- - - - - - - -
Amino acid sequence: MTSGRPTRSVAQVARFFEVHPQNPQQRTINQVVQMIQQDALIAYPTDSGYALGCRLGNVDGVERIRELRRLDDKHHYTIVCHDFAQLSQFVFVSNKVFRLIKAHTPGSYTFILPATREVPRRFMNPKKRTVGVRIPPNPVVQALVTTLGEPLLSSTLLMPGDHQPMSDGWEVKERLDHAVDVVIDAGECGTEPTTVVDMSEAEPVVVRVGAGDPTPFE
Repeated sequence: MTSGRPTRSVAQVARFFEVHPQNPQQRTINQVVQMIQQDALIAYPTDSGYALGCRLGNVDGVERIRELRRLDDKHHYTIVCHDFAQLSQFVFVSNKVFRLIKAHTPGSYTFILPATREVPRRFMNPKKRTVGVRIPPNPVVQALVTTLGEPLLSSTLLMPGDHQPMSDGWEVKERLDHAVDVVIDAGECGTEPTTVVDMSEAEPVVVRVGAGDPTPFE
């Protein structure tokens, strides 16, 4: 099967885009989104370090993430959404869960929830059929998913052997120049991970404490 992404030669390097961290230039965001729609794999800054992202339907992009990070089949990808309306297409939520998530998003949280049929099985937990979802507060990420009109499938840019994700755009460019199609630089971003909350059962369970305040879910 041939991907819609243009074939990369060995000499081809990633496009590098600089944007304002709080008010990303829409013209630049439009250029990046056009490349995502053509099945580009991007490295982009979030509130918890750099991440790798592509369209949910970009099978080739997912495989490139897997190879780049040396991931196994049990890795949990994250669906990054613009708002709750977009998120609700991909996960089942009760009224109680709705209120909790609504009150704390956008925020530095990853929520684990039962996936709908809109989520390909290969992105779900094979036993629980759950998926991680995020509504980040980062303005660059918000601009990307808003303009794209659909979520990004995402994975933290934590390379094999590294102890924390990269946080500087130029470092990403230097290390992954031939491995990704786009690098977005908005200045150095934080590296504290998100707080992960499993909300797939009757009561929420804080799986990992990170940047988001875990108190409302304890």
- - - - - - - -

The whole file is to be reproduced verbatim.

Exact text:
Amino acid sequence: MTSGRPTRSVAQVARFFEVHPQNPQQRTINQVVQMIQQDALIAYPTDSGYALGCRLGNVDGVERIRELRRLDDKHHYTIVCHDFAQLSQFVFVSNKVFRLIKAHTPGSYTFILPATREVPRRFMNPKKRTVGVRIPPNPVVQALVTTLGEPLLSSTLLMPGDHQPMSDGWEVKERLDHAVDVVIDAGECGTEPTTVVDMSEAEPVVVRVGAGDPTPFE
Repeated sequence: MTSGRPTRSVAQVARFFEVHPQNPQQRTINQVVQMIQQDALIAYPTDSGYALGCRLGNVDGVERIRELRRLDDKHHYTIVCHDFAQLSQFVFVSNKVFRLIKAHTPGSYTFILPATREVPRRFMNPKKRTVGVRIPPNPVVQALVTTLGEPLLSSTLLMPGDHQPMSDGWEVKERLDHAVDVVIDAGECGTEPTTVVDMSEAEPVVVRVGAGDPTPFE
């Protein structure tokens, strides 16, 4: 099967885009989104370090993430959404869960929830059929998913052997120049991970404490 992404030669390097961290230039965001729609794999800054992202339907992009990070089949990808309306297409939520998530998003949280049929099985937990979802507060990420009109499938840019994700755009460019199609630089971003909350059962369970305040879910 041939991907819609243009074939990369060995000499081809990633496009590098600089944007304002709080008010990303829409013209630049439009250029990046056009490349995502053509099945580009991007490295982009979030509130918890750099991440790798592509369209949910970009099978080739997912495989490139897997190879780049040396991931196994049990890795949990994250669906990054613009708002709750977009998120609700991909996960089942009760009224109680709705209120909790609504009150704390956008925020530095990853929520684990039962996936709908809109989520390909290969992105779900094979036993629980759950998926991680995020509504980040980062303005660059918000601009990307808003303009794209659909979520990004995402994975933290934590390379094999590294102890924390990269946080500087130029470092990403230097290390992954031939491995990704786009690098977005908005200045150095934080590296504290998100707080992960499993909300797939009757009561929420804080799986990992990170940047988001875990108190409302304890």